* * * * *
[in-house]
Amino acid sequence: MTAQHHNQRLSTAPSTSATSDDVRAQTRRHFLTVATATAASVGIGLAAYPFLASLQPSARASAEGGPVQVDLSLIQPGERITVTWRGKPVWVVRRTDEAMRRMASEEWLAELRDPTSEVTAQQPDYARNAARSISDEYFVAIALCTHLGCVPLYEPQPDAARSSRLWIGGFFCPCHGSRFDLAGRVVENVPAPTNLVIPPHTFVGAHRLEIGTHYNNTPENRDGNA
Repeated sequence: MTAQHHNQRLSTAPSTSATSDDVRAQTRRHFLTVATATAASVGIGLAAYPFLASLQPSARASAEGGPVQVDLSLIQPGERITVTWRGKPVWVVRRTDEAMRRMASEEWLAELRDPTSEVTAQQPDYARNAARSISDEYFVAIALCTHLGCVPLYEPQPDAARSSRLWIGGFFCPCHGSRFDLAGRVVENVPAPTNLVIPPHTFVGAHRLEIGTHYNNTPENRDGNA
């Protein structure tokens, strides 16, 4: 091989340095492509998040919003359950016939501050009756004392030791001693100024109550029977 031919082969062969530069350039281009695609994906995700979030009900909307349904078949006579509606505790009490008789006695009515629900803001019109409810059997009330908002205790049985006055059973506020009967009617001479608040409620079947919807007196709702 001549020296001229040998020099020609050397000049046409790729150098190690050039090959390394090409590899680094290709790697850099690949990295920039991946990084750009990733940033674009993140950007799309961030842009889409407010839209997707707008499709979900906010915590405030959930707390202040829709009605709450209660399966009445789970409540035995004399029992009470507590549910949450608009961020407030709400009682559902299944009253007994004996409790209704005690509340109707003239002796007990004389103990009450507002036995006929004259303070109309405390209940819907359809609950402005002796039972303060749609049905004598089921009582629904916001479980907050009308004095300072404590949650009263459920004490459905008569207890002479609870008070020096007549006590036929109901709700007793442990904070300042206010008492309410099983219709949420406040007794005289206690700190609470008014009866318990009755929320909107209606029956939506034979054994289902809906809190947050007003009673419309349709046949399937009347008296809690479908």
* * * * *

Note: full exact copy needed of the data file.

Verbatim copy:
[in-house]
Amino acid sequence: MTAQHHNQRLSTAPSTSATSDDVRAQTRRHFLTVATATAASVGIGLAAYPFLASLQPSARASAEGGPVQVDLSLIQPGERITVTWRGKPVWVVRRTDEAMRRMASEEWLAELRDPTSEVTAQQPDYARNAARSISDEYFVAIALCTHLGCVPLYEPQPDAARSSRLWIGGFFCPCHGSRFDLAGRVVENVPAPTNLVIPPHTFVGAHRLEIGTHYNNTPENRDGNA
Repeated sequence: MTAQHHNQRLSTAPSTSATSDDVRAQTRRHFLTVATATAASVGIGLAAYPFLASLQPSARASAEGGPVQVDLSLIQPGERITVTWRGKPVWVVRRTDEAMRRMASEEWLAELRDPTSEVTAQQPDYARNAARSISDEYFVAIALCTHLGCVPLYEPQPDAARSSRLWIGGFFCPCHGSRFDLAGRVVENVPAPTNLVIPPHTFVGAHRLEIGTHYNNTPENRDGNA
């Protein structure tokens, strides 16, 4: 091989340095492509998040919003359950016939501050009756004392030791001693100024109550029977 031919082969062969530069350039281009695609994906995700979030009900909307349904078949006579509606505790009490008789006695009515629900803001019109409810059997009330908002205790049985006055059973506020009967009617001479608040409620079947919807007196709702 001549020296001229040998020099020609050397000049046409790729150098190690050039090959390394090409590899680094290709790697850099690949990295920039991946990084750009990733940033674009993140950007799309961030842009889409407010839209997707707008499709979900906010915590405030959930707390202040829709009605709450209660399966009445789970409540035995004399029992009470507590549910949450608009961020407030709400009682559902299944009253007994004996409790209704005690509340109707003239002796007990004389103990009450507002036995006929004259303070109309405390209940819907359809609950402005002796039972303060749609049905004598089921009582629904916001479980907050009308004095300072404590949650009263459920004490459905008569207890002479609870008070020096007549006590036929109901709700007793442990904070300042206010008492309410099983219709949420406040007794005289206690700190609470008014009866318990009755929320909107209606029956939506034979054994289902809906809190947050007003009673419309349709046949399937009347008296809690479908």